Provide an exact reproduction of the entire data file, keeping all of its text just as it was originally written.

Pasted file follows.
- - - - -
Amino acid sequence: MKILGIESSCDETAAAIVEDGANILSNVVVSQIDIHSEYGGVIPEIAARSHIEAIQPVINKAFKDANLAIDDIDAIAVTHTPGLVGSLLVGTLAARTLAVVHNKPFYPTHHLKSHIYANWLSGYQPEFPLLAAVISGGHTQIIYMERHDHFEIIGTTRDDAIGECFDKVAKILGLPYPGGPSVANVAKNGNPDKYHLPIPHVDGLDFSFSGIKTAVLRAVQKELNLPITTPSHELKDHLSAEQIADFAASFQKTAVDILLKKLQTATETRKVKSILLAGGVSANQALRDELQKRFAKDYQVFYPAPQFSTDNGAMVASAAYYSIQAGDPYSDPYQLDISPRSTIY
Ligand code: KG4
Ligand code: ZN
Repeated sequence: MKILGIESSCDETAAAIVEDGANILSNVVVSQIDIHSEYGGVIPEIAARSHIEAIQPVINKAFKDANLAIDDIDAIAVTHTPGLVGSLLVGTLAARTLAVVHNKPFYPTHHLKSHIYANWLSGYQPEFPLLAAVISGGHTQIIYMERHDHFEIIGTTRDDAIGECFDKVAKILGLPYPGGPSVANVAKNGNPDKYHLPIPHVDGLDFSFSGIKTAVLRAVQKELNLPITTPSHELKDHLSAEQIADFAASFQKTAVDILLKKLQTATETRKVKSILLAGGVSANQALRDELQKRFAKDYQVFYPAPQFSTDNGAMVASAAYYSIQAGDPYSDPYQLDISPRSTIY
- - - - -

Amino acid sequence: MKILGIESSCDETAAAIVEDGANILSNVVVSQIDIHSEYGGVIPEIAARSHIEAIQPVINKAFKDANLAIDDIDAIAVTHTPGLVGSLLVGTLAARTLAVVHNKPFYPTHHLKSHIYANWLSGYQPEFPLLAAVISGGHTQIIYMERHDHFEIIGTTRDDAIGECFDKVAKILGLPYPGGPSVANVAKNGNPDKYHLPIPHVDGLDFSFSGIKTAVLRAVQKELNLPITTPSHELKDHLSAEQIADFAASFQKTAVDILLKKLQTATETRKVKSILLAGGVSANQALRDELQKRFAKDYQVFYPAPQFSTDNGAMVASAAYYSIQAGDPYSDPYQLDISPRSTIY
Ligand code: KG4
Ligand code: ZN
Repeated sequence: MKILGIESSCDETAAAIVEDGANILSNVVVSQIDIHSEYGGVIPEIAARSHIEAIQPVINKAFKDANLAIDDIDAIAVTHTPGLVGSLLVGTLAARTLAVVHNKPFYPTHHLKSHIYANWLSGYQPEFPLLAAVISGGHTQIIYMERHDHFEIIGTTRDDAIGECFDKVAKILGLPYPGGPSVANVAKNGNPDKYHLPIPHVDGLDFSFSGIKTAVLRAVQKELNLPITTPSHELKDHLSAEQIADFAASFQKTAVDILLKKLQTATETRKVKSILLAGGVSANQALRDELQKRFAKDYQVFYPAPQFSTDNGAMVASAAYYSIQAGDPYSDPYQLDISPRSTIY